Truth, honesty, lies, and deceit—there’s plenty of all of them to go around. So what is the best policy? In the end, I suggest a better guide is “Be polite and be authentic.”

Run Baby Run

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There are decals that I have noticed recently on cars in my area. They seem to be everywhere. For a long time I wondered what they meant because they simply are some numbers. Eventually, I figured it out.

26.2.

The number of miles in a marathon.

It seems that marathons are having their day.

As I have said before, I have a certain amount of ambivalence about exercise. I do what I need to do and no more. Marathons, to me, seem like way more than what’s necessary. So why are they so popular?

And when a “simple” marathon is not enough, how about one of these:

Antarctica Marathon — Run 26.2 miles on the coldest continent on Earth.

Death Valley Ultramarathon — Run (or walk) 135 miles in the hottest, driest place on Earth.

I don’t know whether to admire these people or feel sorry for them.

In another context, this would be considered self-flagellation.  And people generally think of self-flagellation as weird and vaguely fetishistic.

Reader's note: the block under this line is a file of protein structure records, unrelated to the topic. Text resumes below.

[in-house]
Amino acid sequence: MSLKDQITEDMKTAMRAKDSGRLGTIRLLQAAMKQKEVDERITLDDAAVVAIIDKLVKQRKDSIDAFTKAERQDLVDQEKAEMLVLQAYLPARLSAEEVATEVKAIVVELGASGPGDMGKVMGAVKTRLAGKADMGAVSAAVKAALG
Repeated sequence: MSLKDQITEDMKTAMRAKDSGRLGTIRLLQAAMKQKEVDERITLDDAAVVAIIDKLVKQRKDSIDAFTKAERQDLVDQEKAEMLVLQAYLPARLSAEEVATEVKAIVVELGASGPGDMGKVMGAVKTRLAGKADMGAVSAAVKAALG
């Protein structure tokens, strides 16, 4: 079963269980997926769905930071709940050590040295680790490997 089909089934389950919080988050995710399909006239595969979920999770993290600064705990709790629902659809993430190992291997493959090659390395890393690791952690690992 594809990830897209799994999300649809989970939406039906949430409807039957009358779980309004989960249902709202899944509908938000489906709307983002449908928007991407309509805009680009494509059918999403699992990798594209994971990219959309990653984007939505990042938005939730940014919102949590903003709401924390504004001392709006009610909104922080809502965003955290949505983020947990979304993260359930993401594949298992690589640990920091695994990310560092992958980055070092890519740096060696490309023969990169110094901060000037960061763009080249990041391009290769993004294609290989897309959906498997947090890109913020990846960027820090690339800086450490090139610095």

So why would the Antarctica Marathon attract 110 people in 60 days for its inaugural run? And why are there are 94 runners in the article about the Death Valley race?

What’s really going on here?0923130719 - Copy

I don’t buy into what the organizer of the Antarctic race says: “These are people who take the reins and ride life hard. They’re not afraid to take some risk and live life to the fullest.”

Personally, I don’t shy away from living life to the fullest. I’ve written for publication. I’ve played music in a band in front of live audiences. I’ve donated a kidney.

But I think there is something unhealthy about all this so-called physical fitness. I don’t think of these marathon exploits as living life to the fullest. Rather, I think it’s madness.

Maybe that’s just me.